Mobile Computing offers the promise of compelling multimedia-based educational content that enriches the educational experience. But it also represents a monumental challenge to existing IT departments because of the increasing bandwidth demands that require better network optimization. As the number of these devices expands, so does the pressure on the capacity of existing networks. This often means IT leaders must invest in upgraded equipment and ongoing training for their IT staff.

BYOD also introduces another level of security challenges that increasingly require highly specialized IT staffers who can keep pace with security threats and all the other considerations that come with keeping track of a myriad of mobile devices.

Migrating to cloud services that offer 24x7x365 maintenance delivered by experts, and optimized networks, will help schools grow at the pace needed to stay relevant in the highly competitive education sector.

What is a simple way to picture the cloud service-pricing model?

A good, relatable example is thinking about how you pay for utilities like gas and electricity. You pay a monthly charge that is based on the amount of gas or electricity that you use. CBTS offers a number of cloud-based solutions that offer the same model. For example, consider the cost of storing data in the cloud. Our clients pay a fee based on the amount of space they are using in the cloud to store data.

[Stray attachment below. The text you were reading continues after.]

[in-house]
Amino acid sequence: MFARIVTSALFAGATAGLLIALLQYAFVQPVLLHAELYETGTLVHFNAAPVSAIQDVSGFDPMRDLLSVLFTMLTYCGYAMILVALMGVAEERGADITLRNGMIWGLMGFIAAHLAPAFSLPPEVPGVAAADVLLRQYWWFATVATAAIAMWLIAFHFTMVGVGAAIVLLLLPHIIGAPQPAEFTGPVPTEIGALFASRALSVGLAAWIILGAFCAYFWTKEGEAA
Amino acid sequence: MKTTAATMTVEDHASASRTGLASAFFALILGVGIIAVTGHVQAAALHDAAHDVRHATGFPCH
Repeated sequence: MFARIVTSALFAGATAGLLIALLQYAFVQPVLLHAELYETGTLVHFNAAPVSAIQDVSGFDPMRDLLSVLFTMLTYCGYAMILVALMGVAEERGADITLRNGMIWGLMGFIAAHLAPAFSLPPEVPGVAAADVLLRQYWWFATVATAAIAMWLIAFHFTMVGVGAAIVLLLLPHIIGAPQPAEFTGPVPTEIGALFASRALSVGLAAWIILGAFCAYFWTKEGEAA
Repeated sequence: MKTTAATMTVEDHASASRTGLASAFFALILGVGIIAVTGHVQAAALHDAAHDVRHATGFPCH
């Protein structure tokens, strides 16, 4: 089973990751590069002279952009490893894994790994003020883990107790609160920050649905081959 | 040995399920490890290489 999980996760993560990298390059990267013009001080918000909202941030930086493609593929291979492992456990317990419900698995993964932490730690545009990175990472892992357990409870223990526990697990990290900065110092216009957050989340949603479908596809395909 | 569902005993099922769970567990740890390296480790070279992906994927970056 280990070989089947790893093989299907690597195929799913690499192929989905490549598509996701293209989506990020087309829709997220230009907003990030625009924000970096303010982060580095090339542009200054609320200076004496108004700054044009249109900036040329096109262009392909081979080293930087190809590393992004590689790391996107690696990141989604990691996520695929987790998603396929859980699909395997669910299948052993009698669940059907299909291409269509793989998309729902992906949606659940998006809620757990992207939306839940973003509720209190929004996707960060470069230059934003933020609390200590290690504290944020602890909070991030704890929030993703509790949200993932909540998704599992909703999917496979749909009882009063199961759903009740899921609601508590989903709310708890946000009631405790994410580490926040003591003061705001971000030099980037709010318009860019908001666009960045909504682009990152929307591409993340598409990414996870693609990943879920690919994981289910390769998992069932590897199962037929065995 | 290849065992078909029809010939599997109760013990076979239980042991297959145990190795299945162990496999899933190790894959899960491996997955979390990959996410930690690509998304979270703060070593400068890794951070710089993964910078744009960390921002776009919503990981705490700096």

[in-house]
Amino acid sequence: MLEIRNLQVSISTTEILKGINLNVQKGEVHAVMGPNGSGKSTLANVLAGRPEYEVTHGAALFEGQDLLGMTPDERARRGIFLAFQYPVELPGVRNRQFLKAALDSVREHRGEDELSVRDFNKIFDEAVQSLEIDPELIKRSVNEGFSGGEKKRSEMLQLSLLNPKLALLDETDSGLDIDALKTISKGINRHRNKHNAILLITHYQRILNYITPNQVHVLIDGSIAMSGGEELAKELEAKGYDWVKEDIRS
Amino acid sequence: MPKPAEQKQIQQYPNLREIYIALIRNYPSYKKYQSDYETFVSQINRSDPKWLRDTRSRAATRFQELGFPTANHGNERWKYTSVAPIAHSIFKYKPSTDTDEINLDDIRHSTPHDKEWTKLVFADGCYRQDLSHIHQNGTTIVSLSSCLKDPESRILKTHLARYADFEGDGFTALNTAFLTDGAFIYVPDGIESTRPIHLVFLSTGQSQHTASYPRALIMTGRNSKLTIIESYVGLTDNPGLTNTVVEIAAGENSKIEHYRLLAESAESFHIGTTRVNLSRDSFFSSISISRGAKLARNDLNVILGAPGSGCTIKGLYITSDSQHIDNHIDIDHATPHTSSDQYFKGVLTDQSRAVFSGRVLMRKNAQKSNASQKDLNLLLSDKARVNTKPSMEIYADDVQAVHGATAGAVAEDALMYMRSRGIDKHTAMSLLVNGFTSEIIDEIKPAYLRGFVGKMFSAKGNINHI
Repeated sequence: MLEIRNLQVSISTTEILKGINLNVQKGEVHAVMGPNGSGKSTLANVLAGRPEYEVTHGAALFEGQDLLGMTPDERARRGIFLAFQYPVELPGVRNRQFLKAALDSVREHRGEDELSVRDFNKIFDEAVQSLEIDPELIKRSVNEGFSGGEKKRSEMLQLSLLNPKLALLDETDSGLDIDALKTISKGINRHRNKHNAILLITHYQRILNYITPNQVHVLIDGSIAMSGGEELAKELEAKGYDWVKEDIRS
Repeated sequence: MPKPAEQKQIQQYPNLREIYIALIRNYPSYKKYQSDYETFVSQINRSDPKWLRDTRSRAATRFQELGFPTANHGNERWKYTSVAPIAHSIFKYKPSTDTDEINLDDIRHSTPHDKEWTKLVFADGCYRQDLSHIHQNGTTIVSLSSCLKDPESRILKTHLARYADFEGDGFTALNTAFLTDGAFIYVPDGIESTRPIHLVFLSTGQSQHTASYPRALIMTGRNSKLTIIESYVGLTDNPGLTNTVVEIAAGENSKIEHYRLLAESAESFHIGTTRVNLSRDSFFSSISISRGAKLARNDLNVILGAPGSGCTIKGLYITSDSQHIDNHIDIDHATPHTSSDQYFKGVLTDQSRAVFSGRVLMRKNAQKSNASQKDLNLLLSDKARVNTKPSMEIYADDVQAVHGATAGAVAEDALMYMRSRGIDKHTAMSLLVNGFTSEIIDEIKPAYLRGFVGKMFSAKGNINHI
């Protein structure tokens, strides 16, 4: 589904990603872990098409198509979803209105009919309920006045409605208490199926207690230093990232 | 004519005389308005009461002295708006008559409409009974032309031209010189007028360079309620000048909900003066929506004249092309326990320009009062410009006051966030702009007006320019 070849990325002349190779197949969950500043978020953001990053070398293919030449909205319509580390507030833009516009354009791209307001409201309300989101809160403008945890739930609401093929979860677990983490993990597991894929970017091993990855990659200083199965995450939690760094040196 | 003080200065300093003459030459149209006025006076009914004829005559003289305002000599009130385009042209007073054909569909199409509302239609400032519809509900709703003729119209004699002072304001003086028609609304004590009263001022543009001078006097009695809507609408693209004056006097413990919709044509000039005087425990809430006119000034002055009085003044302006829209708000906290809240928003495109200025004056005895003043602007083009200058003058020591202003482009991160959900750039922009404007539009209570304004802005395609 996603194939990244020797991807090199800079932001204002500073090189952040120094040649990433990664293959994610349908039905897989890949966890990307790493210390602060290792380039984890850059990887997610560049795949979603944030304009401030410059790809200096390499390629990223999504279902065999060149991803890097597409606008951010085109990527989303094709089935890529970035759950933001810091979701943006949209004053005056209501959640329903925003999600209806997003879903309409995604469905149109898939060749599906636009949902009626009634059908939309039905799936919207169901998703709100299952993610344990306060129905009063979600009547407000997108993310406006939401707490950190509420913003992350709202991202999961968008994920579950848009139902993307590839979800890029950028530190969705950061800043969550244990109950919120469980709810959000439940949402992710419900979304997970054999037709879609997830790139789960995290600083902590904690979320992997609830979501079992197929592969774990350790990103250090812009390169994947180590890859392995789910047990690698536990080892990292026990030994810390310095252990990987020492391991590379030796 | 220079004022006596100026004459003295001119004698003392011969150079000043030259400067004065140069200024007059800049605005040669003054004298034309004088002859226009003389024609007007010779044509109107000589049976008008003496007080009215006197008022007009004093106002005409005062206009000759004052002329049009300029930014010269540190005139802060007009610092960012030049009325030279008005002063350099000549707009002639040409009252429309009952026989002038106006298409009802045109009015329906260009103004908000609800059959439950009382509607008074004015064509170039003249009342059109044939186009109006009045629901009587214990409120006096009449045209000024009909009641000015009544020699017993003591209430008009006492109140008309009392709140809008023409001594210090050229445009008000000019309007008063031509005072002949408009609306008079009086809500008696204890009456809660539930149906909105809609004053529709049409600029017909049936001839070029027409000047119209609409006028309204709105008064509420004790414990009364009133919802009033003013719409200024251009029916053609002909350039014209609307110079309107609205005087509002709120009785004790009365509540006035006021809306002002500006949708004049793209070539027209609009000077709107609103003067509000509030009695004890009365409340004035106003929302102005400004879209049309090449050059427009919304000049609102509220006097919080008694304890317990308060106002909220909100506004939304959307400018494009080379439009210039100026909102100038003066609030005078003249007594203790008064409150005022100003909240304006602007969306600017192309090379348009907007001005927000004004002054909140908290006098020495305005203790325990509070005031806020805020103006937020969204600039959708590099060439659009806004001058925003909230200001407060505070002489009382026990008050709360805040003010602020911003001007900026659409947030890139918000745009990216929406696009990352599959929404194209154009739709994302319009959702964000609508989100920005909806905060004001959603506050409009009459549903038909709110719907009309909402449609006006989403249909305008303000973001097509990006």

How do CBTS products and solutions meet Mobile Computing demands for CIOs in higher education?

Voice, storage, and security are the cornerstones of their demands. Education CIOs need products and services that can boost their bandwidth and offer them a more robust and dependable wireless technology. Additionally, CIOs are faced with the prospect of providing vast amounts of storage to handle their data needs, and they need IT experts who can keep their operations secure.

CBTS offers shared cloud-based offerings that optimize storage, backup, voice, and security requirements. Our services support the CIO’s bottom line by eliminating the need for large capital expenditures, and the need to recruit, retain, and continually retrain large IT staffs that can handle the critical demands of their connected educational organization.

For more information on how CBTS is helping higher education clients, read this Q&A with Paul Czarapata, VP and CIO of the multi-campus Kentucky Community & Technical College System (KCTCS).

How education CIOs manage BYOD demand

It wasn’t long ago that your C-suite of higher education CIOs didn’t have to worry about trends like Bring-Your-Own-Device (BYOD). But the advent of BYOD is one of the many challenges education IT leaders face as the mounting demands of mobile computing make transitioning to new IT operating models critical.

We recently asked Brent Flaugher, Senior Account Manager with CBTS, to describe these challenges and how CBTS products and services are helping make that transition easier.

Higher education CIOs are increasingly focused on delivering value-added initiatives and strategies.  What is driving this transition?

The constant 24/7 need for connectivity is a critical underlying factor driving this transition. This need increasingly makes the legacy methods of information delivery – platforms, network structure, and means of content delivery – unable to provide the quality that users expect and demand for a first-class 21st century education.

Using Technology Collaboratively with BYOD

What are the main challenges that higher education CIOs face as they transition from their legacy role of “keeping the lights on?”